What is a gastronome in your opinion?

The gastronome is somebody who has a comprehensive and integrated understanding of food and its appreciation, and is able to articulate the importance of food at the individual family and society level. Gastronomics is a very important aspect of life, especially in societies now where so much of food is reduced to fuel energy. Gastronomics brings a very important knowledge of how food connects people within and between societies. I think a gastronome can improve society through food, because food is so powerful and important in all societies.

 

How do you see the University of Gastronomic Sciences in the food studies international landscape?

The University of Gastronomic Sciences is the only place that I know where food studies are truly integrated. This University exposes the students to a wide range of experiences both nationally in Italy and internationally. It trains people to use all of their senses in understanding food and increases students’ awareness of how food is produced, processed, and consumed, well beyond food technology. And this is the difference. These are not food sciences students, but people who are able to apply food science, among other things, to the appreciation and understanding of food in its widest possible context.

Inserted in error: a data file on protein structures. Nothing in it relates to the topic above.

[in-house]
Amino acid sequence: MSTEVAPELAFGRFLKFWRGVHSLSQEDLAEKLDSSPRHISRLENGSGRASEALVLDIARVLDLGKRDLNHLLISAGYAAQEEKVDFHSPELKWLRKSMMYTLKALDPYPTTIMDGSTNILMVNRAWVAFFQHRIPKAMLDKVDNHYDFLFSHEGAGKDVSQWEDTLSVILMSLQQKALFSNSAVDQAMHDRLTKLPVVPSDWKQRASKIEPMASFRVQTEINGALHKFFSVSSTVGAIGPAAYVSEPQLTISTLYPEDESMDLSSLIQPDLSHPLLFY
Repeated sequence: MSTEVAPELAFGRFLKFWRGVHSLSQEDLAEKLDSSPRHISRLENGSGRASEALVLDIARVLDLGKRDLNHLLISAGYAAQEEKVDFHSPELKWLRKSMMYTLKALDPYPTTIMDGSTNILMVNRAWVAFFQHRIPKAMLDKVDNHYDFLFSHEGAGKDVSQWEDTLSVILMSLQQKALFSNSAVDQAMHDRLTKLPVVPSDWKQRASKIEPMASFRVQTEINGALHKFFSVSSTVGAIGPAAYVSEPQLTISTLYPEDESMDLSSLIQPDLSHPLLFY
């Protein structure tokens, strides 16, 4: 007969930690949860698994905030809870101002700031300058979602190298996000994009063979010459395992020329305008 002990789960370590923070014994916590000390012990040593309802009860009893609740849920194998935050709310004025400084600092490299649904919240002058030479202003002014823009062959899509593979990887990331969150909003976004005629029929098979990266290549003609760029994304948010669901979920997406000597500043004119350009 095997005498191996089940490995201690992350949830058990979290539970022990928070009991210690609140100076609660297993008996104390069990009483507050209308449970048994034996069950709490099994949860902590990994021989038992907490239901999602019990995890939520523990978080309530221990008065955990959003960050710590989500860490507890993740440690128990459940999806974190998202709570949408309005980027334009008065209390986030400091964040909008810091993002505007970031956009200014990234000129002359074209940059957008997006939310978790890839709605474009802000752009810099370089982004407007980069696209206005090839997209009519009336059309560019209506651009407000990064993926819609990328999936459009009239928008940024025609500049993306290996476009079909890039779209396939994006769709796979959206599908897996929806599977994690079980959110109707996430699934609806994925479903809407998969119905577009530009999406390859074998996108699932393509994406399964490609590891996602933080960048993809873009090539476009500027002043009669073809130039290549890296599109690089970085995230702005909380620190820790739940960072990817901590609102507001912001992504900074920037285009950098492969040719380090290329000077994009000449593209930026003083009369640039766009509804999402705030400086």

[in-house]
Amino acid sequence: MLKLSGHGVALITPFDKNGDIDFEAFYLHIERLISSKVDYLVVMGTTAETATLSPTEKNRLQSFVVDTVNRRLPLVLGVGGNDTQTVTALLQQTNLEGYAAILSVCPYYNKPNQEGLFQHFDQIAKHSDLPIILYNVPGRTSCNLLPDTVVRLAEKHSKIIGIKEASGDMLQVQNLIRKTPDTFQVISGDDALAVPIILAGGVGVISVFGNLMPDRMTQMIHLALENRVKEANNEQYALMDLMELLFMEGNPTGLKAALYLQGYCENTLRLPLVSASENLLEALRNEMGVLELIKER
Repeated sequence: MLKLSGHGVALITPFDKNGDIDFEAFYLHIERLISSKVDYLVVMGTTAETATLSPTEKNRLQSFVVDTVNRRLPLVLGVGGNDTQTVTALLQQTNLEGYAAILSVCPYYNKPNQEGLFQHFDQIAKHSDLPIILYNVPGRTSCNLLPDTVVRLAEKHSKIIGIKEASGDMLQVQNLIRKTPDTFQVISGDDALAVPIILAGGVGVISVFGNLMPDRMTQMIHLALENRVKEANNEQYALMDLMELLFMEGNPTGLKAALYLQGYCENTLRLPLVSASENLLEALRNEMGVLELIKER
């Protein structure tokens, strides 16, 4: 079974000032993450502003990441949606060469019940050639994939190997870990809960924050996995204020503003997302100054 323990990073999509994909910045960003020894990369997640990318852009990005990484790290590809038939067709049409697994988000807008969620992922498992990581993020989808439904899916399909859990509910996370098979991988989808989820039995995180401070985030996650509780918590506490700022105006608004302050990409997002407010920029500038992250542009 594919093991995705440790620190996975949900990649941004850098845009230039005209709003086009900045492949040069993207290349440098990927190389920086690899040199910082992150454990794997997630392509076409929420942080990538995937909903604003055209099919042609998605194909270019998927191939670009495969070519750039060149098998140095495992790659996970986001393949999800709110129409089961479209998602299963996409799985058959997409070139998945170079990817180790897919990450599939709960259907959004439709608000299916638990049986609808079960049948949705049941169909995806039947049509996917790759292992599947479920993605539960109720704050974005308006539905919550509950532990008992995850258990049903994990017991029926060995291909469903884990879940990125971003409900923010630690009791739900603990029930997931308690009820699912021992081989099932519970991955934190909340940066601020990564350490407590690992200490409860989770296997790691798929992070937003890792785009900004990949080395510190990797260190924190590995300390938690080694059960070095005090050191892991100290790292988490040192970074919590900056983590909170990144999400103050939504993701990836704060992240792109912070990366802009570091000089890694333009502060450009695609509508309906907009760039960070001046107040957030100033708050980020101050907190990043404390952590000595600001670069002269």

How do you see the future of gastronomy? What will you imagine in the next 10 years?

I hope the world is improving. I am very encouraged that younger people are generally very positive; this is a wonderful thing. I think the world is also increasing in complexity so it is very difficult to see whether there is any one specific thing that will change the food landscape into the future. Increasing complexity on the one hand stabilizes the world and on the other hand makes the world less stable. What I can see, however, is the battle of the big versus the small.  There are big producers and small producers, big consuming populations and there are small local communities. As the world is globalizing, everything is getting more connected, more globalized and we have seen the triumph of the large corporations. But now we can see that smallness is fighting back, and we have to thank the Slow Food movement and the University for maintaining some of the things that could have been lost in terms of food diversity. The battle of the big versus the small will continue. This is not just about big producers versus small producers, but about changing technologies and their control. There is a set of conflicts in the food arena, and it is difficult to me to see where it might go, given that we are in the middle of these conflicts at the moment.